While the Romans occupied Israel during the reign of Caesar Augustus, a virgin named Mary was visited by the angel Gabriel in the town of Nazareth. He announced to her that she was to conceive the Son of God in her womb by the power of the Holy Spirit. In her humility, Mary accepts this gift from God. Mary, who becomes the Ark of the New Covenant, now held within her Jesus, the Word of God made flesh who is the new high priest that will give Himself to us as the true bread from heaven. 

An angel also appears to her betrothed husband Joseph with the same message, who also humbly accepts the will of God. The couple is forced to make the trip to Bethlehem. Mary and Joseph end up in the humble housing of a stable, a home for the animals. It is there that Mary gives birth to Jesus and lays him in a manger, a trough from which animals would eat. He would then be exiled to Egypt when King Herod sought His life.

The humble story of the incarnation and nativity of Jesus are a pattern that will set the stage for His salvific mission. Humility and poverty are chosen themes throughout Jesus’ life. He was born into poverty, grew up in poverty, ministered in poverty, and died in poverty. At no point in His life does Jesus grasp after worldly power, even though He is the Son of God.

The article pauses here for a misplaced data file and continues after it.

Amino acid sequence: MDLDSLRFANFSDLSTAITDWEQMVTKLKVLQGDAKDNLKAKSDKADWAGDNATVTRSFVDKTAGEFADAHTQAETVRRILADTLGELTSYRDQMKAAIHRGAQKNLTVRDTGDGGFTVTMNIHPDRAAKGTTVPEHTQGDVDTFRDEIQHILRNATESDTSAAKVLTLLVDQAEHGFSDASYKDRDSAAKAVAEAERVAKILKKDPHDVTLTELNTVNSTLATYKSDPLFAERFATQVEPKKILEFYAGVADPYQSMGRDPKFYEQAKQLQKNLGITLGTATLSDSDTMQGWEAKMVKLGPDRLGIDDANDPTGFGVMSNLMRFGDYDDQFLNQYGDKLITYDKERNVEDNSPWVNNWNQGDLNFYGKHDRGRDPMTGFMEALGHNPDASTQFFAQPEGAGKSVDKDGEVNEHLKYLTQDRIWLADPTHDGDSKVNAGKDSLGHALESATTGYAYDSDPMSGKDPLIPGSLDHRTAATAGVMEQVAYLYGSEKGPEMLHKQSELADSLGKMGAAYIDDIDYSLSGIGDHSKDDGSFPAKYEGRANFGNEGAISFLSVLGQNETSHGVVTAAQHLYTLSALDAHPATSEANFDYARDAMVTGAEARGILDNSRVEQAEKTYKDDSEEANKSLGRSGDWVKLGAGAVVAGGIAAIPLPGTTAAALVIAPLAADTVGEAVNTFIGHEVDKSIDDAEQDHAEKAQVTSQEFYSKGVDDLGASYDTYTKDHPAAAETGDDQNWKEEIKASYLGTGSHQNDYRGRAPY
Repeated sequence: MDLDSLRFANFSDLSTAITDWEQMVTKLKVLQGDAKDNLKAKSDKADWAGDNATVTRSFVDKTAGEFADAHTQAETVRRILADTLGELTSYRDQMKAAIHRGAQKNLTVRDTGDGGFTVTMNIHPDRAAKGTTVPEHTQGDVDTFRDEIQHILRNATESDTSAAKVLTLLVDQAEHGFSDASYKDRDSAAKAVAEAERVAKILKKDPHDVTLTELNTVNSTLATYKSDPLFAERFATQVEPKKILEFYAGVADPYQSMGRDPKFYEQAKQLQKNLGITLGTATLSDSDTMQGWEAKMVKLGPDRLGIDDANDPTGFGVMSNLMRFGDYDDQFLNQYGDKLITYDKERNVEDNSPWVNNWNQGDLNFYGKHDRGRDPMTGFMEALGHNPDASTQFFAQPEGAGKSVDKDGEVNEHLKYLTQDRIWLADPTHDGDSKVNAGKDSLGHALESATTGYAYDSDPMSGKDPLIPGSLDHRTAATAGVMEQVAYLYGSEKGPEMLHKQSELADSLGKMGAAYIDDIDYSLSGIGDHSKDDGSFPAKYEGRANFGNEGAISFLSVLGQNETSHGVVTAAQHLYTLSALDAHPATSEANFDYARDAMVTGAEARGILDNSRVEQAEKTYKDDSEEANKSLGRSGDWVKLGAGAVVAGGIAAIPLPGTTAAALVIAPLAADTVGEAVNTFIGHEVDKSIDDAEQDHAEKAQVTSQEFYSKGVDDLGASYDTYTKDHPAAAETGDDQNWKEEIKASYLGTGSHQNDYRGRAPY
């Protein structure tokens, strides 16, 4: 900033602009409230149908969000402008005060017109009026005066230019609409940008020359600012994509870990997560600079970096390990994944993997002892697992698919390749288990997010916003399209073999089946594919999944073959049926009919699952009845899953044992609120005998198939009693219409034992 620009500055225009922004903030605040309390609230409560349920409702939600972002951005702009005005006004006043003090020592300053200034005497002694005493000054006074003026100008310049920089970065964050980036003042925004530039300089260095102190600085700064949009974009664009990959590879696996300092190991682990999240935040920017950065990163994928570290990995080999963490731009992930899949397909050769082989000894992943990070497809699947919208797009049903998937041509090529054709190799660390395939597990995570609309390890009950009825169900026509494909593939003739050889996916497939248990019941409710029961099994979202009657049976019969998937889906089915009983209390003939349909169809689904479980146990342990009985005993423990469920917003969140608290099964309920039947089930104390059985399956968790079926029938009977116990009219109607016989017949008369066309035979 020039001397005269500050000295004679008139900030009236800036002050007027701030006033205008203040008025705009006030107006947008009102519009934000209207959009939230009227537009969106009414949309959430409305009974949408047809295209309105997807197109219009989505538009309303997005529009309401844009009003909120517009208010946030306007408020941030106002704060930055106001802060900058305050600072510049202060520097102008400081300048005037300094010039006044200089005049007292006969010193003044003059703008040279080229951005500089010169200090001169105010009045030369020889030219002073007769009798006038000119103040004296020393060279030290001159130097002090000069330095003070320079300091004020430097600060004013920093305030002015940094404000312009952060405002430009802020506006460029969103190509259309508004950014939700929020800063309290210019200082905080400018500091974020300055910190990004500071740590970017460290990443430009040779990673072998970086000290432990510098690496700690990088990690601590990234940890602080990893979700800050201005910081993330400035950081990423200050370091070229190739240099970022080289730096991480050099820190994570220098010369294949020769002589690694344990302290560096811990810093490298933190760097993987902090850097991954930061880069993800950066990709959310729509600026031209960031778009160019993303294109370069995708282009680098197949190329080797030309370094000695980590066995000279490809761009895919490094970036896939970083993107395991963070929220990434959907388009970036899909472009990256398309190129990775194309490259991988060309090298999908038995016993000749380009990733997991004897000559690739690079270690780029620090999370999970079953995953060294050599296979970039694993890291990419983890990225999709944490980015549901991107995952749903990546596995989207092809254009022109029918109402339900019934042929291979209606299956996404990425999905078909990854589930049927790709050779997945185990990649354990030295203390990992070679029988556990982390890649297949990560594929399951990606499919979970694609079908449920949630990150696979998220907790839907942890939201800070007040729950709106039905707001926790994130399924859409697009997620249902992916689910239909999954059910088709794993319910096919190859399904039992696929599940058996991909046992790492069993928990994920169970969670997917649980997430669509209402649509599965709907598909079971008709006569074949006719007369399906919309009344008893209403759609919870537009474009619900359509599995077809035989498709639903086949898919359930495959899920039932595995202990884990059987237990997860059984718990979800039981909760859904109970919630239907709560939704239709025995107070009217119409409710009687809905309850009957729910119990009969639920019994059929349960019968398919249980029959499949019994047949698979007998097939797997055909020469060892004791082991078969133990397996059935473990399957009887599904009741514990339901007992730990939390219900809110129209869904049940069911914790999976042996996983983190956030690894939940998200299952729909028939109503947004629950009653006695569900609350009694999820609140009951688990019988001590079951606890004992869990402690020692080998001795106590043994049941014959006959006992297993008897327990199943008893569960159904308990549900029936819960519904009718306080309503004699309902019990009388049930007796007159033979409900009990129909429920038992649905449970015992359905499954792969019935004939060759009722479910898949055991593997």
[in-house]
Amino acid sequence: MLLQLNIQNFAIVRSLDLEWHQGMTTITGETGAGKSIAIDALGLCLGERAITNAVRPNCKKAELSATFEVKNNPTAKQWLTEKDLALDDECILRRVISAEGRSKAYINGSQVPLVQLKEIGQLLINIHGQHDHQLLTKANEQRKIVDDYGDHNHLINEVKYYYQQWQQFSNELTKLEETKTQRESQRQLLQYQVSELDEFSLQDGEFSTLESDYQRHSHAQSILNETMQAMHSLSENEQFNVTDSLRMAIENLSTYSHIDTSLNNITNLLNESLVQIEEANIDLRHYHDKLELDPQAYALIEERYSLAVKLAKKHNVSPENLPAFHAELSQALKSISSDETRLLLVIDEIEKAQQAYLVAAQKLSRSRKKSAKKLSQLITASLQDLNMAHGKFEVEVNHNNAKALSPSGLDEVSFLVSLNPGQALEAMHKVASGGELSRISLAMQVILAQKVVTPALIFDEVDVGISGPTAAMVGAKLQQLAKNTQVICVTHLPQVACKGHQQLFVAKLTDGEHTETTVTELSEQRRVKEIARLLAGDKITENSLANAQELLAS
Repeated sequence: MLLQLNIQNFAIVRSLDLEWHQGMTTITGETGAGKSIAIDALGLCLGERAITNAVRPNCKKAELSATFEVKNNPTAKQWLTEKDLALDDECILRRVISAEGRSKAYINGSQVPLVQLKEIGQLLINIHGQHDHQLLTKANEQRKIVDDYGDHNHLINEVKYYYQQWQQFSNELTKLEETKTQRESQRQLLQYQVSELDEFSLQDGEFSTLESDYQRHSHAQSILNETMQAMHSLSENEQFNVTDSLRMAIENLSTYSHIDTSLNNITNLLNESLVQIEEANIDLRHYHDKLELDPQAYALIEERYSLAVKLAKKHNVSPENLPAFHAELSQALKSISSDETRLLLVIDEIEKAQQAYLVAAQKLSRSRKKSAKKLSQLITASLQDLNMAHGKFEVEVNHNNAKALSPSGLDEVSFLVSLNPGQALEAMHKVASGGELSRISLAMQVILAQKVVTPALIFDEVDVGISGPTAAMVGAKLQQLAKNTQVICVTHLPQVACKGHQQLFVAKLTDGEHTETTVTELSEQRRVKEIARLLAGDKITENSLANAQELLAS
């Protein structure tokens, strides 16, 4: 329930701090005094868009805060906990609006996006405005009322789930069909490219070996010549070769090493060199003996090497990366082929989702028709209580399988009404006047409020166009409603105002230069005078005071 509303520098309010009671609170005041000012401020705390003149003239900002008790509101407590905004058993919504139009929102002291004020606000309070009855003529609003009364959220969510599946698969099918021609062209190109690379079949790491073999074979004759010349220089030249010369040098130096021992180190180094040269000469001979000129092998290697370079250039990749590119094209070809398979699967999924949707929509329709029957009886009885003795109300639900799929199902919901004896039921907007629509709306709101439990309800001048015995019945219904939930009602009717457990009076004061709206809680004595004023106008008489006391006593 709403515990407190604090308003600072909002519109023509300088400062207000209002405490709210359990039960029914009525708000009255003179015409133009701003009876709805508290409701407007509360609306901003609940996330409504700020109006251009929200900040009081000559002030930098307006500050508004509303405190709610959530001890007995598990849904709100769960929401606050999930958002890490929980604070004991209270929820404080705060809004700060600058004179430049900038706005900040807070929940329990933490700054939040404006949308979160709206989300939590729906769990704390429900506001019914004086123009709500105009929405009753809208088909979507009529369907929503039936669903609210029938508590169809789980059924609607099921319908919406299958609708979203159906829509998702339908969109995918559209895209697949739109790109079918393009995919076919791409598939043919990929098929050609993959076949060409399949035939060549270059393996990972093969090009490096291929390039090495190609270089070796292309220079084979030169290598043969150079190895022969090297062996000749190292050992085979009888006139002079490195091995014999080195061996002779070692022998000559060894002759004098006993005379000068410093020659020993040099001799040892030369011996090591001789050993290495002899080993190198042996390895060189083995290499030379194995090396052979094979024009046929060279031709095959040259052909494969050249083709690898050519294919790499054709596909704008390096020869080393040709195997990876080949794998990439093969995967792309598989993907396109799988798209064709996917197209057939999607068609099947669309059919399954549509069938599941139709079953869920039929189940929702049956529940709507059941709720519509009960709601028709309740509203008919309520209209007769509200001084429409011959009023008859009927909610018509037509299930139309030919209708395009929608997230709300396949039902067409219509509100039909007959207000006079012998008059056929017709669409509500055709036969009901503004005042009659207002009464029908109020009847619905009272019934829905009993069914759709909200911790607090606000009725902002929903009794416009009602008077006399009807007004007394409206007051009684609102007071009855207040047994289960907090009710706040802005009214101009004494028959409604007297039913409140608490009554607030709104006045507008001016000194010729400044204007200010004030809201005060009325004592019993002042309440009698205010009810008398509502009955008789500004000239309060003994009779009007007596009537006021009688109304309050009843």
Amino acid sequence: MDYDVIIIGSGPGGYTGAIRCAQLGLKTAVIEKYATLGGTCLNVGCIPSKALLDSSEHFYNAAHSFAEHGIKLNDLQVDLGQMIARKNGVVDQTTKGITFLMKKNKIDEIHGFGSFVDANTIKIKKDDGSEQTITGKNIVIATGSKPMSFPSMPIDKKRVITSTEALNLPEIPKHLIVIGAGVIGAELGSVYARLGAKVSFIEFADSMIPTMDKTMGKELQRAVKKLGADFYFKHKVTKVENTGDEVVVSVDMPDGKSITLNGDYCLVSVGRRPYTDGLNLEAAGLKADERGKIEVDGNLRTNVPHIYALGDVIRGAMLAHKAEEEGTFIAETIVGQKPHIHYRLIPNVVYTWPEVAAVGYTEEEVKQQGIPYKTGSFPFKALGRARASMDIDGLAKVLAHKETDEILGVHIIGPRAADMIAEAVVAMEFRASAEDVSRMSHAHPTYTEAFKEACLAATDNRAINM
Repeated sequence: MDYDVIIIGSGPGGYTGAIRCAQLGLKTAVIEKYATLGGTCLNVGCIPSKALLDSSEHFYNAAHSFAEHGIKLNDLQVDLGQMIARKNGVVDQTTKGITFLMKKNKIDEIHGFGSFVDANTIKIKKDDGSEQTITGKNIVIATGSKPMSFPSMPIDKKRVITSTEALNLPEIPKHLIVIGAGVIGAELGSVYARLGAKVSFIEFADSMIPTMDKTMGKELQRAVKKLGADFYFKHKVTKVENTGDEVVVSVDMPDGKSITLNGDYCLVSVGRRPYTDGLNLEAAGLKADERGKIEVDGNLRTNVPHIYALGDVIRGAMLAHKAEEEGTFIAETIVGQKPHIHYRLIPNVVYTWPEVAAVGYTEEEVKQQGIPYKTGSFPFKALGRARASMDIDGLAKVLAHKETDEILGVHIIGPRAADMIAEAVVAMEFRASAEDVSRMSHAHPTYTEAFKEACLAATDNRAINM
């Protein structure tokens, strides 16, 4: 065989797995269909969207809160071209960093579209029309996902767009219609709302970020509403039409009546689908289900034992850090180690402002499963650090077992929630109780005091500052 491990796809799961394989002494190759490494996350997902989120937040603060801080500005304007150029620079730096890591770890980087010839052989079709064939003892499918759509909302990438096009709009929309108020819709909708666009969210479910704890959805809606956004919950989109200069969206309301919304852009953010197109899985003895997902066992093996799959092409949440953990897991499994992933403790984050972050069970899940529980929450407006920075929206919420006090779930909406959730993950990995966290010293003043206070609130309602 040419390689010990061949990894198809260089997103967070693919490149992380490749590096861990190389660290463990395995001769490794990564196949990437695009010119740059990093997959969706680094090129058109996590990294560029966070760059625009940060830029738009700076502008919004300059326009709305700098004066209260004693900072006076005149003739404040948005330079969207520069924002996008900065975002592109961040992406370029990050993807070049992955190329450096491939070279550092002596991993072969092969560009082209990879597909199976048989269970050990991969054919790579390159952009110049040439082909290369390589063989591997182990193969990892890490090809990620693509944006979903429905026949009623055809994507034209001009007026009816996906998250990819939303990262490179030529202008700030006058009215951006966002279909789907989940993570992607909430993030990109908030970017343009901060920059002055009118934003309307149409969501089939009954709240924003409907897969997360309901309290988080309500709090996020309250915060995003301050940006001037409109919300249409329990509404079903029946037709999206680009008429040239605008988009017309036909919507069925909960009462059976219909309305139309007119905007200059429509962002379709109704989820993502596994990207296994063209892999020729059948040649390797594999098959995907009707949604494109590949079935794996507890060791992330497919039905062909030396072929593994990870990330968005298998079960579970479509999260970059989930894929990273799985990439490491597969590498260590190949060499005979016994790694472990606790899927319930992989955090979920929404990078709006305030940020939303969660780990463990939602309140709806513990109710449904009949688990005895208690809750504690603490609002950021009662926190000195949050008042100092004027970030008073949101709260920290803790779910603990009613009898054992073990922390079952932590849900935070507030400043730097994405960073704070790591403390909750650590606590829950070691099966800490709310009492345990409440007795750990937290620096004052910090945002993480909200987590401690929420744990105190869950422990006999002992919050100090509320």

In His poverty and humble birth, Jesus gives us allusions to His future presence in the Eucharist. He was born in the town of Bethlehem which literally means ‘house of bread.’ At His birth, He placed in a vessel for holding food to be eaten revealing that He will be food one day. Finally, He went to Egypt against His own will like His ancestor Joseph. Joseph ended up saving Israel, Egypt, and all the nations that came to Him by providing them bread during the time of famine. When Jesus comes out of Egypt, He saves Israel and all the nations by becoming food for a world starved for God because of sin.

Originally published in Prime Soil Magazine | Vol. 1 No. 2

Originally presented at The 10th National Eucharistic Congress in July 2024